space in demand
Building supplies for the
booming construction industry
are filling local warehouses
The market for Oahu industrial properties remains tight in contrast to soft conditions on the national level.
"Already we have probably the lowest industrial vacancy rate in the country," said Mike Hamasu, director of consulting research for the commercial real estate firm, Colliers Monroe Friedlander.
"There is no new warehouse space and whatever is there tends to be old and obsolete. So with the tremendous shortage of space, rents are spiking now," he said.
Industrial rents have jumped 19 percent in six months, according to Hamasu. Landlords have been able to dictate lease terms, reduce concessions and raise asking rents.
Much of the tightness relates to the construction and residential real estate markets and the boom in private and public building projects. At year-end 2002, nearly $4.3 billion in public and private construction contracts had been awarded, Hamasu said. In the past year, the number of construction and warehousing positions on Oahu increased by 2,200 jobs for construction and 1,100 jobs for warehousing.
The booming residential real estate market has spurred an increase in spending on such items as appliances, furniture and other household goods. All those items require warehouse space.
At Schuler Homes Hawaii, Vice President Mary Flood said the company is affected by shrinking warehouse space, but indirectly.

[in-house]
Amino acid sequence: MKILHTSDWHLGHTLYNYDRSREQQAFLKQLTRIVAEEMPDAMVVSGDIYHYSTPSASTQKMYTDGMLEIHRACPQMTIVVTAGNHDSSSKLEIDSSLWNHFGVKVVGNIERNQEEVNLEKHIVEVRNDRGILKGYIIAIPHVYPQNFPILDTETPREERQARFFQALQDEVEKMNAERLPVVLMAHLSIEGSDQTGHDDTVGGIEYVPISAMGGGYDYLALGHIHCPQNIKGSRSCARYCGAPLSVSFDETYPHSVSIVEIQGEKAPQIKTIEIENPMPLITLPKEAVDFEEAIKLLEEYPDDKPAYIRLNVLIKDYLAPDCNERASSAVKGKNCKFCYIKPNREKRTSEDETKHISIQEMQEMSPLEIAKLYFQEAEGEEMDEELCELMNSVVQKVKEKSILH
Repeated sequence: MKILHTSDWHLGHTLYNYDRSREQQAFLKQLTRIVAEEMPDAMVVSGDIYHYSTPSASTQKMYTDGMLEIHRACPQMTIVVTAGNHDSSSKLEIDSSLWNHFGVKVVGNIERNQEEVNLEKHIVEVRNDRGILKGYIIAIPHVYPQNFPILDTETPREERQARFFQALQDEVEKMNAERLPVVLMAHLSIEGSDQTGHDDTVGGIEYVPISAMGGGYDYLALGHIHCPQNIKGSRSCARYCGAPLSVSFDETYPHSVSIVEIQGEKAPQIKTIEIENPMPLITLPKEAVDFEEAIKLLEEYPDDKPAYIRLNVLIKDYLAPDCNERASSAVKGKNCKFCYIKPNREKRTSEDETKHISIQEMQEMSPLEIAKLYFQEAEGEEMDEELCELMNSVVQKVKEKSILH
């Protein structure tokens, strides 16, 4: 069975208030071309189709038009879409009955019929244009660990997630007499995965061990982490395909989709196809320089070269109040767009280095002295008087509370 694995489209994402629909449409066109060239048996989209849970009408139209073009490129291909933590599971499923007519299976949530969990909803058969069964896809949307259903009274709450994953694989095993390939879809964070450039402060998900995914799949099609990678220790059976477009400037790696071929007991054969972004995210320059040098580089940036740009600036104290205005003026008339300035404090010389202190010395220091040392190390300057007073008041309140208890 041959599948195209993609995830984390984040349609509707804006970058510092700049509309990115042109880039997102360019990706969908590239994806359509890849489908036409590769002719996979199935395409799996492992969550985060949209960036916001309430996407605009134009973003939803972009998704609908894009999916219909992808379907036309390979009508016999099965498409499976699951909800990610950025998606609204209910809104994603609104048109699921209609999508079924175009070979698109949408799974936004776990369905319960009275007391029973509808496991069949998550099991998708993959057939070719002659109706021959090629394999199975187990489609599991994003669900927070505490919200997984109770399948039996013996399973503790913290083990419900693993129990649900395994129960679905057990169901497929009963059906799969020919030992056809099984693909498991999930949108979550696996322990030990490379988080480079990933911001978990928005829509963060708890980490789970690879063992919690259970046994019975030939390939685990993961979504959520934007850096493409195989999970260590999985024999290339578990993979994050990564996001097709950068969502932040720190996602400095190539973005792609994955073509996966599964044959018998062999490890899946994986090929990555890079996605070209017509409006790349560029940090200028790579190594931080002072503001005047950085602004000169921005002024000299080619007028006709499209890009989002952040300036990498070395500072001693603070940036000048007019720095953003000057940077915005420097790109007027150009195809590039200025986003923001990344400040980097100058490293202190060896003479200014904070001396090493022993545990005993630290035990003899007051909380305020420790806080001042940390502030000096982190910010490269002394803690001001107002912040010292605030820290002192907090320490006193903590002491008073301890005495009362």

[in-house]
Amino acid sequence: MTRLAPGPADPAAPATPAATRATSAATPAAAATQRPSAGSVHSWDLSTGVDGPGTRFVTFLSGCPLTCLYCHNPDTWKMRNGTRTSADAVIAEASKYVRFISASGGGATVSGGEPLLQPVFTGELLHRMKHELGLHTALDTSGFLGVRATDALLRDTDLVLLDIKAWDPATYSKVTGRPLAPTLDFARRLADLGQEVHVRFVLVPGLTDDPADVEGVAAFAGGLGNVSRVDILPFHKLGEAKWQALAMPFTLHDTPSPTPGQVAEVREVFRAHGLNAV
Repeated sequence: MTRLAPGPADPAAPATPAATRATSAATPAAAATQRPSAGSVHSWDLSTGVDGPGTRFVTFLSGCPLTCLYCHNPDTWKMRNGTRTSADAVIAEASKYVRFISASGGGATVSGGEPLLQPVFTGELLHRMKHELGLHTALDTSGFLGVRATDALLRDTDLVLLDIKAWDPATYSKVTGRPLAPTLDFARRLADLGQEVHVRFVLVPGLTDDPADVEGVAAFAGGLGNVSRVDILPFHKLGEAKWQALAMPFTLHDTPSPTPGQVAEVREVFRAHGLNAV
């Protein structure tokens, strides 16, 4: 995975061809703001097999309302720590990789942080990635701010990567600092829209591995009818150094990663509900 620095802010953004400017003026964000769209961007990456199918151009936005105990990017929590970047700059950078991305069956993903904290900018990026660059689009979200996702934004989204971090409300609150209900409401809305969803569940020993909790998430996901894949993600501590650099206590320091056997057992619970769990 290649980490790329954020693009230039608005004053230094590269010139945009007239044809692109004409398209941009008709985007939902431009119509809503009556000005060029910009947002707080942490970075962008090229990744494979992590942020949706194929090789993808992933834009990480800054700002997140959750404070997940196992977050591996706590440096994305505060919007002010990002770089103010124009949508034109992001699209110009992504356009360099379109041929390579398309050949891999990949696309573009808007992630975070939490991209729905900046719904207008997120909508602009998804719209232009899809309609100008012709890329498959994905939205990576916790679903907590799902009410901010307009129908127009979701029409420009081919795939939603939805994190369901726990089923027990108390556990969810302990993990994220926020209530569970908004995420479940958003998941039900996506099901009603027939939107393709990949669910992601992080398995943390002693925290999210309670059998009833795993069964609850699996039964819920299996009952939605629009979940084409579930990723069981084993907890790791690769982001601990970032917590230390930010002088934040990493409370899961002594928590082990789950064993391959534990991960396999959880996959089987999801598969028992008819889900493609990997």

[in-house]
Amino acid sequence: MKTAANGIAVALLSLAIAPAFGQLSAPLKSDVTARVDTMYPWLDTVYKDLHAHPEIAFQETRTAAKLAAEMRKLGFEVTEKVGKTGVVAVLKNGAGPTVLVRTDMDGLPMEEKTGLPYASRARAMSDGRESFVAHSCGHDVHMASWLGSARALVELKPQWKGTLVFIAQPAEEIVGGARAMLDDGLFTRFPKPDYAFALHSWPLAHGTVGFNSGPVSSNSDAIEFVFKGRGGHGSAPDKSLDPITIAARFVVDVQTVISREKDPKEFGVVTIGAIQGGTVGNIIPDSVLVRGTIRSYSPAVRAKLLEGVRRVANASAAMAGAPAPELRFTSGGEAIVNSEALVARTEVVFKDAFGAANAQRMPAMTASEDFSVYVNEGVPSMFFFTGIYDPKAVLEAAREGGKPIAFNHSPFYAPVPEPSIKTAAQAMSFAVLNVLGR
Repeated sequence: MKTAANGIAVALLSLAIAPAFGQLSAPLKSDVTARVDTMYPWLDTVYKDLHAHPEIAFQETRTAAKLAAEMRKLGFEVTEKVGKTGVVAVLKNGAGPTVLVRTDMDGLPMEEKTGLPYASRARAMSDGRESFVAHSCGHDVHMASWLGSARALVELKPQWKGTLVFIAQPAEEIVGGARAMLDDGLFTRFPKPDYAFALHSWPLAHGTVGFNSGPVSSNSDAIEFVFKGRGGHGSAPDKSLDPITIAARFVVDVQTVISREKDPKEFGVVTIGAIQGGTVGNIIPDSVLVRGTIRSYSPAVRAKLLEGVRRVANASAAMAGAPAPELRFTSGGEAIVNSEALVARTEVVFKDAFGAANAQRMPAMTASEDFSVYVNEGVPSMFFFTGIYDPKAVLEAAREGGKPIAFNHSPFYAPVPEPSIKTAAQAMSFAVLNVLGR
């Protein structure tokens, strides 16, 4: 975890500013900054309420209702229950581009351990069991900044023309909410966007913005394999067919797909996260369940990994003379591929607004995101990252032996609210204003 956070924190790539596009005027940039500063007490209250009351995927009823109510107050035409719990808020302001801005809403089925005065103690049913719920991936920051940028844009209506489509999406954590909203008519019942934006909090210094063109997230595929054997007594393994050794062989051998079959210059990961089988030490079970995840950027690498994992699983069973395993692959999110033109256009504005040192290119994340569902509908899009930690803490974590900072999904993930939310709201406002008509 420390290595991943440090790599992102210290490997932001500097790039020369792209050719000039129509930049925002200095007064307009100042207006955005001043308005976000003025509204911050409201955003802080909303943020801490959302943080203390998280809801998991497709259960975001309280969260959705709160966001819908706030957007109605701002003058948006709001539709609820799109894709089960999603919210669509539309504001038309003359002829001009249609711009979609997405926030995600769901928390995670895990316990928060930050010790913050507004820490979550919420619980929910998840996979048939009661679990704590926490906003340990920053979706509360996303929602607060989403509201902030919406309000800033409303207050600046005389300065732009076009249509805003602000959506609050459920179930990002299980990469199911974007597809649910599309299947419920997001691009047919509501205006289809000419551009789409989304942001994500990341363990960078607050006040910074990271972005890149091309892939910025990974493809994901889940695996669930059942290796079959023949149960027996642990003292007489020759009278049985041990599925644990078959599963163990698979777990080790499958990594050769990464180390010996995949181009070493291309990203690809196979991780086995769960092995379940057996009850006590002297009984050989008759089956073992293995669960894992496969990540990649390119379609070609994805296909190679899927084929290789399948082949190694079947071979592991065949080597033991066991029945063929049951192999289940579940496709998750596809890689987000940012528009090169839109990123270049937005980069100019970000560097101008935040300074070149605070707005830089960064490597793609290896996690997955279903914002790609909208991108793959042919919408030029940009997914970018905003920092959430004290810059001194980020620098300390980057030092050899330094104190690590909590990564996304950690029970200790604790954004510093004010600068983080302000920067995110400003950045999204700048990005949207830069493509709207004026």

"A couple of years ago we switched to the method of having our subcontractors store materials and provide them to us as needed," she said. But Flood said there are sometimes delays.
"We're delivering as many as 50 homes a month so every time we deliver we still need to have carpeting and all the appliances come in. Sometimes there are delays because the contractor doesn't have enough space to store them or they're still in a container," she said.
Over the near term, Hamasu predicts industrial rents will continue to rise while vacancy rates, which have fallen to 2.59 percent, the lowest in a decade, will continue to sink.
The most desirable areas, close to downtown such as Kalihi, Waikiki and the airport are fetching top rental dollars for warehouse space.
It's a different story in Honolulu's office market. Vacancy rates increased from 13.62 percent at year-end 2002 to 13.75 percent currently. As a result, the Honolulu office market has its highest vacancy level in more than a decade. Hamasu said rental rates have stayed flat but he is hearing anecdotally that more office property landlords are offering concessions. More office space came into the market and that also contributed to flat rental rates, Hamasu said.
"What might have prevented a slight recovery in the past six months was the fact that about 70,000 square feet of sublease space was added to the market which prevented us from posting any growth," he said.
Still, even though the office market is lagging compared to the forecast for job growth, Hamasu predicts upward movement beginning next year.
"Although the office market has lagged compared to the forecast, if there is job growth as economists predict it won't show up in the office market for another six or nine months. So we're looking at 2004 before companies start to lease additional space," he said.